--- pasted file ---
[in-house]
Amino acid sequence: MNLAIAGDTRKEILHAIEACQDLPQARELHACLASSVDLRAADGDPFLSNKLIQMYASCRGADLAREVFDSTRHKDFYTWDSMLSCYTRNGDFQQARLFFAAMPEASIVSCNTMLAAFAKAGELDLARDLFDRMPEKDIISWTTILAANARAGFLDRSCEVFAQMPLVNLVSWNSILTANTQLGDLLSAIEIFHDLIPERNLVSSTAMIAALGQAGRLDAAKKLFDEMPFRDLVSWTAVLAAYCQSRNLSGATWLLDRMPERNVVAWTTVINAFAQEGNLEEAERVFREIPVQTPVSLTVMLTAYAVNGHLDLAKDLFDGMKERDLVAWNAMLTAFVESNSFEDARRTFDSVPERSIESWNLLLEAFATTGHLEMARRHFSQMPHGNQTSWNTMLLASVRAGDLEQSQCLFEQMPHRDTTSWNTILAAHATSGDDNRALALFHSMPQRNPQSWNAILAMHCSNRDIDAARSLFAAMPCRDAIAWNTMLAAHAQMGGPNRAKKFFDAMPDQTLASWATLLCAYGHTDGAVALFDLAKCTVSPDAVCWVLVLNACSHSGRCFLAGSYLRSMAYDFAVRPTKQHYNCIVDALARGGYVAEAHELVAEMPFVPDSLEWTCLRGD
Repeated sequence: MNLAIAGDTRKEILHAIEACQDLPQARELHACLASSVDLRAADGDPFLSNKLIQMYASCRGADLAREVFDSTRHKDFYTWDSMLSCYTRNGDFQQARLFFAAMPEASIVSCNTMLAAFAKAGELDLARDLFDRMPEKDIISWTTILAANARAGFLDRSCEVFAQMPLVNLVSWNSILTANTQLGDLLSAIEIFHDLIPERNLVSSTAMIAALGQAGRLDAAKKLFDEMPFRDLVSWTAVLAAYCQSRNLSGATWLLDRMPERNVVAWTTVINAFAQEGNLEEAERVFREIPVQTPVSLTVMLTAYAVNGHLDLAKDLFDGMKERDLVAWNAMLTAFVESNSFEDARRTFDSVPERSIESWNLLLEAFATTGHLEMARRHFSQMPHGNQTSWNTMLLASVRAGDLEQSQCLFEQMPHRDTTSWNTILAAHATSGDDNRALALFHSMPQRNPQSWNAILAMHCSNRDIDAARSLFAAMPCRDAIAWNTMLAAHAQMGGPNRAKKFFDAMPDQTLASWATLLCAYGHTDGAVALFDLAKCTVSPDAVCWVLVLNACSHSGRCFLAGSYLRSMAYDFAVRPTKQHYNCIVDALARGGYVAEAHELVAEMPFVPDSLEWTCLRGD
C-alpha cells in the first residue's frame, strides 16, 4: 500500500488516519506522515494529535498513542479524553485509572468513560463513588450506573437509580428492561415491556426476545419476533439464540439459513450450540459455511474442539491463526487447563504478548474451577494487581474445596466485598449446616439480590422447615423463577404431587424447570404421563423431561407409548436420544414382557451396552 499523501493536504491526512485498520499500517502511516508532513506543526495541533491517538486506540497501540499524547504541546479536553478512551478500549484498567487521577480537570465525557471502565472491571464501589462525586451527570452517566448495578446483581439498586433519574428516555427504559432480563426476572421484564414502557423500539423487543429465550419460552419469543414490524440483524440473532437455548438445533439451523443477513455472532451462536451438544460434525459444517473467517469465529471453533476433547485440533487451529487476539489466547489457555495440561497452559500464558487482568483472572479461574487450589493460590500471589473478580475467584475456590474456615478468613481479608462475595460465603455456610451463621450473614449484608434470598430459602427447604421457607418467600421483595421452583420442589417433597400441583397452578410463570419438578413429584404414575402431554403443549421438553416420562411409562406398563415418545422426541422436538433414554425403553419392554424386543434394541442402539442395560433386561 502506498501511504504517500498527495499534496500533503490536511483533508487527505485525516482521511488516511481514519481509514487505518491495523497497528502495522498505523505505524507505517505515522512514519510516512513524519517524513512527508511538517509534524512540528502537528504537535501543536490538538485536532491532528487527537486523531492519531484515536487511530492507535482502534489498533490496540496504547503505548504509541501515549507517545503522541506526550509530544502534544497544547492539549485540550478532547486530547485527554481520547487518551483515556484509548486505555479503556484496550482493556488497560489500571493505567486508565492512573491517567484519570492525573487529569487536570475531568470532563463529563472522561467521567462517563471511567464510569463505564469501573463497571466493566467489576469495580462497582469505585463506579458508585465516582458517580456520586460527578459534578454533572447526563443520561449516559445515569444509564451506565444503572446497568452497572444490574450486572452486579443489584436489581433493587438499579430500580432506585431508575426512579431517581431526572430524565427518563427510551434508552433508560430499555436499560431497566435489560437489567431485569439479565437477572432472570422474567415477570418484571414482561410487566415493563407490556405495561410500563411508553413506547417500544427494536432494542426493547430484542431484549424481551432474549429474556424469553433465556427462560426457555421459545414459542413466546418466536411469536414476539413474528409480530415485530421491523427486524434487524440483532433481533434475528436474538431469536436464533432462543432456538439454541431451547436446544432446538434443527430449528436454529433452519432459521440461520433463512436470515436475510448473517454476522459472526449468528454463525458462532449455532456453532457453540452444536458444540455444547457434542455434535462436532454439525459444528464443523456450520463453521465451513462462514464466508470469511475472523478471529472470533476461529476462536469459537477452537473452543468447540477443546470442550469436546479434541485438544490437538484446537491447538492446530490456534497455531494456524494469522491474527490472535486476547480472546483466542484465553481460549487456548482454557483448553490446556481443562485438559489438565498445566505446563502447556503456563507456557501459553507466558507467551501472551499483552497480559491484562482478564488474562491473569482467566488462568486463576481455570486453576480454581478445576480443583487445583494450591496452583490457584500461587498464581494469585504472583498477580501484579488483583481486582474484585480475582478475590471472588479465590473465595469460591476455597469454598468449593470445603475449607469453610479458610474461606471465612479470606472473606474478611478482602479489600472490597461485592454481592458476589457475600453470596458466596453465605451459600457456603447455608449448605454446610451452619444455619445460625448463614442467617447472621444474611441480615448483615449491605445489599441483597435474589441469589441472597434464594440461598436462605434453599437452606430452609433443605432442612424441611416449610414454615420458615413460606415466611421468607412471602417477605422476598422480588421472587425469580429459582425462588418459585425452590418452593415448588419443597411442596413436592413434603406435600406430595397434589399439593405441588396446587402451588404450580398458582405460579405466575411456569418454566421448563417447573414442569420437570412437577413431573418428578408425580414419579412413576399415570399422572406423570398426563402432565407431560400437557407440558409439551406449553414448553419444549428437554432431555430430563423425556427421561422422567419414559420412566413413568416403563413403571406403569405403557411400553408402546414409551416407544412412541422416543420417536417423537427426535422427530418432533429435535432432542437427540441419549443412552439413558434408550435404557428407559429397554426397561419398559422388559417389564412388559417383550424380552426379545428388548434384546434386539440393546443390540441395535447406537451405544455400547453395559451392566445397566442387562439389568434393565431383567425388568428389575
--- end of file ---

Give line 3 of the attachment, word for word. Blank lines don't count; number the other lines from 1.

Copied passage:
Repeated sequence: MNLAIAGDTRKEILHAIEACQDLPQARELHACLASSVDLRAADGDPFLSNKLIQMYASCRGADLAREVFDSTRHKDFYTWDSMLSCYTRNGDFQQARLFFAAMPEASIVSCNTMLAAFAKAGELDLARDLFDRMPEKDIISWTTILAANARAGFLDRSCEVFAQMPLVNLVSWNSILTANTQLGDLLSAIEIFHDLIPERNLVSSTAMIAALGQAGRLDAAKKLFDEMPFRDLVSWTAVLAAYCQSRNLSGATWLLDRMPERNVVAWTTVINAFAQEGNLEEAERVFREIPVQTPVSLTVMLTAYAVNGHLDLAKDLFDGMKERDLVAWNAMLTAFVESNSFEDARRTFDSVPERSIESWNLLLEAFATTGHLEMARRHFSQMPHGNQTSWNTMLLASVRAGDLEQSQCLFEQMPHRDTTSWNTILAAHATSGDDNRALALFHSMPQRNPQSWNAILAMHCSNRDIDAARSLFAAMPCRDAIAWNTMLAAHAQMGGPNRAKKFFDAMPDQTLASWATLLCAYGHTDGAVALFDLAKCTVSPDAVCWVLVLNACSHSGRCFLAGSYLRSMAYDFAVRPTKQHYNCIVDALARGGYVAEAHELVAEMPFVPDSLEWTCLRGD